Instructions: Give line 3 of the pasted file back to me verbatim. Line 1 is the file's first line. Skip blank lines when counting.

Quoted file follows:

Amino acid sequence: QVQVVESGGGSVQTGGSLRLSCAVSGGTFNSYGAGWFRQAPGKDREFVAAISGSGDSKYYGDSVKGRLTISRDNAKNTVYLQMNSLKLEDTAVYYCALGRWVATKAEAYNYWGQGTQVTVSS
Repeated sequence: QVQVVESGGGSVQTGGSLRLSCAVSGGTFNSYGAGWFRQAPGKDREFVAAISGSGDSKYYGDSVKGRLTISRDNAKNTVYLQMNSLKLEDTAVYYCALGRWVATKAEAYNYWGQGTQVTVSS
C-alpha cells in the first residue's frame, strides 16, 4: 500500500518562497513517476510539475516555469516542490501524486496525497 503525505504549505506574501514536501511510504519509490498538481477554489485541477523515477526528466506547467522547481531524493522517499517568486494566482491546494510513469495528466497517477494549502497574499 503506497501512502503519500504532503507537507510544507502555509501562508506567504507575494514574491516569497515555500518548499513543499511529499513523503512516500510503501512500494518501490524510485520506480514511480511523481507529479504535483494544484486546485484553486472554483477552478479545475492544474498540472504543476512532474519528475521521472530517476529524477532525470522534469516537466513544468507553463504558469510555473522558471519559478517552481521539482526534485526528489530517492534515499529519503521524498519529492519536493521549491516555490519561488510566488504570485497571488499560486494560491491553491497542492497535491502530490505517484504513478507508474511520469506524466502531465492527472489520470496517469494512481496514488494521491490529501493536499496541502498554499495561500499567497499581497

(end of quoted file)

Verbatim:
C-alpha cells in the first residue's frame, strides 16, 4: 500500500518562497513517476510539475516555469516542490501524486496525497 503525505504549505506574501514536501511510504519509490498538481477554489485541477523515477526528466506547467522547481531524493522517499517568486494566482491546494510513469495528466497517477494549502497574499 503506497501512502503519500504532503507537507510544507502555509501562508506567504507575494514574491516569497515555500518548499513543499511529499513523503512516500510503501512500494518501490524510485520506480514511480511523481507529479504535483494544484486546485484553486472554483477552478479545475492544474498540472504543476512532474519528475521521472530517476529524477532525470522534469516537466513544468507553463504558469510555473522558471519559478517552481521539482526534485526528489530517492534515499529519503521524498519529492519536493521549491516555490519561488510566488504570485497571488499560486494560491491553491497542492497535491502530490505517484504513478507508474511520469506524466502531465492527472489520470496517469494512481496514488494521491490529501493536499496541502498554499495561500499567497499581497